A low robotic voice speaks to me in another language. I imagine myself riding around behind set in a golf cart as crew members arrange backdrops for upcoming scenes in my life narrative. One of these crew members, watching me read David Toop’s Ocean of Sound and knowing that this book contains a reference to a famous London music venue of the 1960s called The Roundhouse, places in my path in a bin at Goodwill a VHS recording of a Doors show at The Roundhouse from September 1968. Genesis Breyer P-Orridge and their crew Thee Temple of Psychick Youth bequeathed to heads the concept of “occulture,” referring to “anything cultural yet decidedly occult/spiritual.” It is by way of occulture, then, that I intuit meaning of some sort, evidence of a sentient other, in whose possession is held the torch of enlightenment. I now have a receiver station, above which may open portals out of which may drop gifts, each one a vessel or talisman containing instructions, tools for self-actualization. Access to unconscious powers. I watch myself escorted down into a state-run institutional facility housing the holding cell of the Id. Shadow-dramas of past eras play upon the walls. Under neon lights, we speak.
Boards of wood warp beneath my feet as I stare up at the night sky. Paranoia tugs at me, and I know that’s just the weed becoming manifest — but I also hear the world telling me, “All symptoms are purposeful.” Upon observing this, my reality fast-forwards. I live my life as Providence decrees, dipping into and reading snippets on occasion from St. John of the Cross’s Dark Night of the Soul. Sarah and I shared a mystical experience, a moment of sublimity, while sitting on a bench, staring up at a play of sunlight and wind among the tops of a patch of trees. It is only in retrospect that I see ahead a way to retain the habits of the child, while standing upright. St. John scolds me here, though, for my vanity. Don’t speak proudly or boastfully of spiritual things in the presence of others, he warns. What, then, of these trance-scripts, I wonder. Is it, perhaps, time to take a break? Can’t I pull a Bartleby and say, “I’d prefer not to?” Why am I even considering obedience to what feels like an ultimatum? Are these the first signs, perhaps, of a crisis of faith in my crisis of faith? Nay, it angers me; I resent the imposition. Grace is not a gift if it requires something in return. Utopia ain’t utopia if reserved only for a deserving few. Perhaps I’m too patient, though, with regard to my progress. Let it thus be resolved: for purposes of experiment, I shall assent to a few days off.
Reviewing past trance-scripts, I find in them a portrait of a divided self. I find myself caught in these moments struggling to maintain a shaky détente between two personas representing two competing political orientations: the peaceful, happy-go-lucky hippie and the thwarted, indignant Marxist. This self-discovery of sorts puts me in mind of two books from the early 1970s that washed up yesterday at Goodwill: Gil Green’s The New Radicalism: Anarchist or Marxist? and Adam Curle’s Mystics and Militants: A Study of Awareness, Identity, and Social Action.
Despite their differences (more pronounced, I think, in the excitement of the sixties and seventies), I persist in thinking the necessity of both of these personas (and other, more minor ones besides). They grow from the same soil. Their utopias reply to the same intolerable contradiction at the foundation of my existence: land to be lived upon is beautiful and bountiful, yet I lack it. All habits, all ways of living, take this immiserating lack as their premise. But enough with the tragedy, I tell myself. Dwell instead on that which gives joy, no apologies. Let it just be said: so long as the above, the public will remain equal parts rational and deluded, owing always to its positioning with respect to property. Whenever a society compels people of diverse potential to act as apathetic and accepting subjects, a violence is done to consciousness. Such a relationship, as Curle observes, “cannot be termed peaceful.” It leaves all parties disgraced, able to persist under the illusion of separation from open warfare only because lack of parity between combatants is too great. Given these conditions, I find it hard to think and write other than in kinship with twilight, even amid blaze of day. I recommend, though, as a way of conditioning this condition, freeing one’s head through a listen of Roland Kirk’s Volunteered Slavery, by which I mean “I Say a Little Prayer.” Such sonic outpourings have the power to transform social relations, if at least in the instant.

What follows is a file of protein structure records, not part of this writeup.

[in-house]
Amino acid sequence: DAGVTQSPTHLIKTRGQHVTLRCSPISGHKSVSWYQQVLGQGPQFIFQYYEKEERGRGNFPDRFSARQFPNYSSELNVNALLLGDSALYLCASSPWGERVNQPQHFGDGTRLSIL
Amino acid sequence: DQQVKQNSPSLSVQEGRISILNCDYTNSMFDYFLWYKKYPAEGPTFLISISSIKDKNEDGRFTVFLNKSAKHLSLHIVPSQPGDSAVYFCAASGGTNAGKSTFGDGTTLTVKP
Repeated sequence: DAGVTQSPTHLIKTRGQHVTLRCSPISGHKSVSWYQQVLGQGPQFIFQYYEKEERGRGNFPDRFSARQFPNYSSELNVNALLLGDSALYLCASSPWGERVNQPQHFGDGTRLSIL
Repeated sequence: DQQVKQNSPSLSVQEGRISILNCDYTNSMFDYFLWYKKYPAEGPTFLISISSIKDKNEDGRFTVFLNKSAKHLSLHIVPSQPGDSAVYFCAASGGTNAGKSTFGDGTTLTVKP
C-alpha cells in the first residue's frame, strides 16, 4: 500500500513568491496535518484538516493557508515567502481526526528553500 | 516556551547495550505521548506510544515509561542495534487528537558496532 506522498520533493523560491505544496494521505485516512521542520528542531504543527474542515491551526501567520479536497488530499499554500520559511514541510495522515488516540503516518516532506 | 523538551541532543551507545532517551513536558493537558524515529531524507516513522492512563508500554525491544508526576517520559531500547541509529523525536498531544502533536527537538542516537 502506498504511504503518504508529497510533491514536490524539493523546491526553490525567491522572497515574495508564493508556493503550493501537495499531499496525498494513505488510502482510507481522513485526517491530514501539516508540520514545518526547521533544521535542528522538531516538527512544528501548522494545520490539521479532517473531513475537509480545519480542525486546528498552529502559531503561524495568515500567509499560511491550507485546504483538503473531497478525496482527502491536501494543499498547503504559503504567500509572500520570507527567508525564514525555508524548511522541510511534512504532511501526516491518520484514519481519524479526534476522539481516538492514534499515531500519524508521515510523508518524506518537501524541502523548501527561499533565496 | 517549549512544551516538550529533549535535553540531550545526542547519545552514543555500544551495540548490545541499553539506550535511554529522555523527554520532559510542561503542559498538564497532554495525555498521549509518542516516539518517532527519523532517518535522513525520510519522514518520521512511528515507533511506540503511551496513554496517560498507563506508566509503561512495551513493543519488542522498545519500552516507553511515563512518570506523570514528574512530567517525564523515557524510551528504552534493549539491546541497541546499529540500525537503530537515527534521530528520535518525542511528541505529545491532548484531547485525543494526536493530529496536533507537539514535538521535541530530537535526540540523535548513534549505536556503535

Writing requires as its precondition grounds on which to relax and listen. Words appear — enter perception — in some domain ontologically different from, but nevertheless coextensive with, embodiment amidst being. This domain is what I’ve elsewhere called “consciousness.” Raymond Williams, by the way, neglected to include that term in his book Keywords. Do I need to review debates within Marxism regarding materialism and idealism? How else would one assemble a theory of consciousness? We who wish to advocate on behalf of acid communism need such a theory, for consciousness serves as the heavily trafficked bridge connecting the otherwise radically distinct discourses of Marxism and humanistic psychology. (Along with the latter, I should add, we also need to consider its successor, the field of “positive psychology.” About this more recent field, I remain conflicted, particularly given the current, ongoing appropriation of its concepts — “eudaimonia,” “human flourishing,” etc — by paid ideologues working on behalf of capital.) “So I sing these words,” sings Kevin Ayers. “Let them fly around like birds.”